Persistent Link:
http://hdl.handle.net/10150/289589
Title:
Conflict resolution under uncertainty
Author:
Lin, Chiahung Jessica, 1970-
Issue Date:
1997
Publisher:
The University of Arizona.
Rights:
Copyright © is held by the author. Digital access to this material is made possible by the University Libraries, University of Arizona. Further transmission, reproduction or presentation (such as public display or performance) of protected items is prohibited except with permission of the author.
Abstract:
Rubinstein's alternating offer bargaining model is extended to uncertain situations. When the players do not have complete information on the feasible payoff set, the bargaining is based on the players' own estimations on the Pareto frontier. It has been proved that there always exists a unique stationary fictitious subgame perfect equilibrium (SPE) if the estimates of the Pareto frontier are close to each other. Monotonicity and convergence properties of the stationary subgame perfect equilibria (SPEs) are next examined. It has been shown that the convergence of the disagreement payoff vector and the break-down probabilities implies the convergence of the SPEs as well. The controllability of the resulting dynamic systems is examined and it is shown that by selecting an appropriate disagreement payoff vector and a break-down probability, any desired outcome or maximize payoffs can be reached. The bargaining processes with time-varying Pareto frontiers are also analyzed. Four examples are provided to illustrate how to use the general model to design optimal negotiation strategy. The results of the dissertation provide schemes that can be applied to design and conduct future negotiations.
Type:
text; Dissertation-Reproduction (electronic)
Keywords:
Psychology, Behavioral.; Psychology, Social.; Economics, Theory.
Degree Name:
Ph.D.
Degree Level:
doctoral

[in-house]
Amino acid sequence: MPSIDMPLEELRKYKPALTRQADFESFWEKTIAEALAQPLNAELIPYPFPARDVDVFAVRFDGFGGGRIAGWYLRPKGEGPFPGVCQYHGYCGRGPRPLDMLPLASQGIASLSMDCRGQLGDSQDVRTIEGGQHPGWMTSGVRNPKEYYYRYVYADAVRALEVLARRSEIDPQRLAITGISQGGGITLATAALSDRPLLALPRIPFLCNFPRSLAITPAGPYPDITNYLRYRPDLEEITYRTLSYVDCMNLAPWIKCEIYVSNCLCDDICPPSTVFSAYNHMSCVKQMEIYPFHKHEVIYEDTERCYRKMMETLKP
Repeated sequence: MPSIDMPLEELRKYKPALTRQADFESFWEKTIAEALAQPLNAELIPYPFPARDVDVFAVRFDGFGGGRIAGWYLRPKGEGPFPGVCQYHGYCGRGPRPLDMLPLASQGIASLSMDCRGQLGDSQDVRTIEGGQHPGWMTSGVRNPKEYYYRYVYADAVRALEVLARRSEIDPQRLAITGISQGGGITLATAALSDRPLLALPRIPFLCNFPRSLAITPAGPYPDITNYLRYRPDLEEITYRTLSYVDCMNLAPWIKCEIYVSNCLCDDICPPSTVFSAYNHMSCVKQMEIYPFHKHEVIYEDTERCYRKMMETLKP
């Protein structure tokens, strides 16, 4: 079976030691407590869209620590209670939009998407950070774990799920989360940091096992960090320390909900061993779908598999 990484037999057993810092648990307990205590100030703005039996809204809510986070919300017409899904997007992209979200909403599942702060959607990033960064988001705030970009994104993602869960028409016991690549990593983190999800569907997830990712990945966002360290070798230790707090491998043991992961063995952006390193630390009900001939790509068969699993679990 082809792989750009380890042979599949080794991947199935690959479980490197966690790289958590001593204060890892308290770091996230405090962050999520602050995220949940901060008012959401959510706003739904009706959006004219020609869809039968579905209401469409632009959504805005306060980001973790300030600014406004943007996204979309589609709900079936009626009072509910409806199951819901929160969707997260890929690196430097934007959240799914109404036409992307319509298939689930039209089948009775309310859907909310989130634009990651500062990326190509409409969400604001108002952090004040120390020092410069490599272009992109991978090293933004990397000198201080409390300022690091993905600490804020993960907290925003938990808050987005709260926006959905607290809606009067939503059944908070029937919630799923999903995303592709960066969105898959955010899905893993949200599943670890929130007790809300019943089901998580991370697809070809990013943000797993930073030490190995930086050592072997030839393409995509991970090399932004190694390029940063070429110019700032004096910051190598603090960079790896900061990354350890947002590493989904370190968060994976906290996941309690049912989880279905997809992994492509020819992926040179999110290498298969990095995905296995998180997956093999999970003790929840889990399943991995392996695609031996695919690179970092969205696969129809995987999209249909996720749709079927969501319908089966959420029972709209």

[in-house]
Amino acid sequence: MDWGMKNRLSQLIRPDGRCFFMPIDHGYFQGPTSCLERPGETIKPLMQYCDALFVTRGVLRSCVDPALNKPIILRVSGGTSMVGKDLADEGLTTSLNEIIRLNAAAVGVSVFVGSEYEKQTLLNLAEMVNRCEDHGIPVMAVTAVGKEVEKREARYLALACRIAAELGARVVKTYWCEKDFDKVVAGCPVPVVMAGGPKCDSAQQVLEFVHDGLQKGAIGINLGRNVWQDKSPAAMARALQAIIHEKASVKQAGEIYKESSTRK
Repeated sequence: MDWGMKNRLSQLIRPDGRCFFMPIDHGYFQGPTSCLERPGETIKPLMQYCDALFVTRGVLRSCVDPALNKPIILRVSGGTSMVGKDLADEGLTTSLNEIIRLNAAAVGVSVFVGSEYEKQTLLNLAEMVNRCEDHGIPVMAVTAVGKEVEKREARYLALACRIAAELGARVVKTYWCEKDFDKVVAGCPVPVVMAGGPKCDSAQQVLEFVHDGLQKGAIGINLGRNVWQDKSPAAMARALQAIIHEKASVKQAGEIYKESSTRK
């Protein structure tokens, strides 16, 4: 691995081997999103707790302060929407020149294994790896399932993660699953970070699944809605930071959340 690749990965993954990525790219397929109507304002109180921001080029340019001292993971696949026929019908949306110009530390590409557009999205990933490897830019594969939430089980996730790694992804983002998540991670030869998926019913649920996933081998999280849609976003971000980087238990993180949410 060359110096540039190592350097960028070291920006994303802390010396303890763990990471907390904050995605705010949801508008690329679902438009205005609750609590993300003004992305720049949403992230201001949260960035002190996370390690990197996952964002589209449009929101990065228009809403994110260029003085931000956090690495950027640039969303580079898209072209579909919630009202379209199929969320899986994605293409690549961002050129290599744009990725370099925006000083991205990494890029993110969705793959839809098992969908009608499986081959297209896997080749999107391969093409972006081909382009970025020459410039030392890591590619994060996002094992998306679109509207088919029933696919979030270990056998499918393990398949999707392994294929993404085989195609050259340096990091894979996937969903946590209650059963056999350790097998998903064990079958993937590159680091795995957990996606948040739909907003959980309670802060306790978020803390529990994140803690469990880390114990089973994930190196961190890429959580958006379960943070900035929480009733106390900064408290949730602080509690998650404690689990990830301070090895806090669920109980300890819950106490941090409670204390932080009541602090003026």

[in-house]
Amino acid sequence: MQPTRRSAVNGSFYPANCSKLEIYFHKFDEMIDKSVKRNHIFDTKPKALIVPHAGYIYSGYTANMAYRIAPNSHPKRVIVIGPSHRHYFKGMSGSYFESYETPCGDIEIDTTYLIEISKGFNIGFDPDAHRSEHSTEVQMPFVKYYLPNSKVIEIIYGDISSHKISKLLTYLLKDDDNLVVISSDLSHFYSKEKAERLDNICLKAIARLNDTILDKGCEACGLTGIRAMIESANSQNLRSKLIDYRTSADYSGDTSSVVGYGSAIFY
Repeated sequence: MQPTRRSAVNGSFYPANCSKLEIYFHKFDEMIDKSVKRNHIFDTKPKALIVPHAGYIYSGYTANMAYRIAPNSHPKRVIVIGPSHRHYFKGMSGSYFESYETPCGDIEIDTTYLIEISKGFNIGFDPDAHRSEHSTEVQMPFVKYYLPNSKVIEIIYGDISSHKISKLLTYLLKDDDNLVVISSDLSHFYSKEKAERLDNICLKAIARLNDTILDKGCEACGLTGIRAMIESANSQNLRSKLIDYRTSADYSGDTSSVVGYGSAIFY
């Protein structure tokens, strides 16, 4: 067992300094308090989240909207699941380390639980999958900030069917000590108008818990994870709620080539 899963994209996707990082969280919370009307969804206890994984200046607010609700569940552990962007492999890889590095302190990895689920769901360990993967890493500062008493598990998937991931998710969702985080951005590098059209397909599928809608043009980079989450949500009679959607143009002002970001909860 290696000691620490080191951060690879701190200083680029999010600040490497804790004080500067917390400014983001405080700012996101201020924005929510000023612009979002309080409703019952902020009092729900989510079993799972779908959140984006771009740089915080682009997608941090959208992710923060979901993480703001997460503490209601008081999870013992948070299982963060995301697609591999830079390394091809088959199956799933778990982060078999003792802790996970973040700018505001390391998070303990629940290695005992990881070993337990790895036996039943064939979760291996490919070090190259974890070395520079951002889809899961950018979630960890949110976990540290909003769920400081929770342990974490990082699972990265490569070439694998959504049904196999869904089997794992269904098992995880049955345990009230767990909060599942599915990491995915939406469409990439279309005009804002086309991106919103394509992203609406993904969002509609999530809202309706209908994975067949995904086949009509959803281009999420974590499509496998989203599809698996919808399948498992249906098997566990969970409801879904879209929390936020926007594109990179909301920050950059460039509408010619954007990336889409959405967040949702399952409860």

Degree Program:
Graduate College; Systems and Industrial Engineering
Degree Grantor:
University of Arizona
Advisor:
Szidarovszky, Ferenc

Full metadata record

DC FieldValue Language
dc.language.isoen_USen_US
dc.titleConflict resolution under uncertaintyen_US
dc.creatorLin, Chiahung Jessica, 1970-en_US
dc.contributor.authorLin, Chiahung Jessica, 1970-en_US
dc.date.issued1997en_US
dc.publisherThe University of Arizona.en_US
dc.rightsCopyright © is held by the author. Digital access to this material is made possible by the University Libraries, University of Arizona. Further transmission, reproduction or presentation (such as public display or performance) of protected items is prohibited except with permission of the author.en_US
dc.description.abstractRubinstein's alternating offer bargaining model is extended to uncertain situations. When the players do not have complete information on the feasible payoff set, the bargaining is based on the players' own estimations on the Pareto frontier. It has been proved that there always exists a unique stationary fictitious subgame perfect equilibrium (SPE) if the estimates of the Pareto frontier are close to each other. Monotonicity and convergence properties of the stationary subgame perfect equilibria (SPEs) are next examined. It has been shown that the convergence of the disagreement payoff vector and the break-down probabilities implies the convergence of the SPEs as well. The controllability of the resulting dynamic systems is examined and it is shown that by selecting an appropriate disagreement payoff vector and a break-down probability, any desired outcome or maximize payoffs can be reached. The bargaining processes with time-varying Pareto frontiers are also analyzed. Four examples are provided to illustrate how to use the general model to design optimal negotiation strategy. The results of the dissertation provide schemes that can be applied to design and conduct future negotiations.en_US
dc.typetexten_US
dc.typeDissertation-Reproduction (electronic)en_US
dc.subjectPsychology, Behavioral.en_US
dc.subjectPsychology, Social.en_US
dc.subjectEconomics, Theory.en_US
thesis.degree.namePh.D.en_US
thesis.degree.leveldoctoralen_US
thesis.degree.disciplineGraduate Collegeen_US
thesis.degree.disciplineSystems and Industrial Engineeringen_US
thesis.degree.grantorUniversity of Arizonaen_US
dc.contributor.advisorSzidarovszky, Ferencen_US
dc.identifier.proquest9738962en_US
dc.identifier.bibrecord.b37474182en_US
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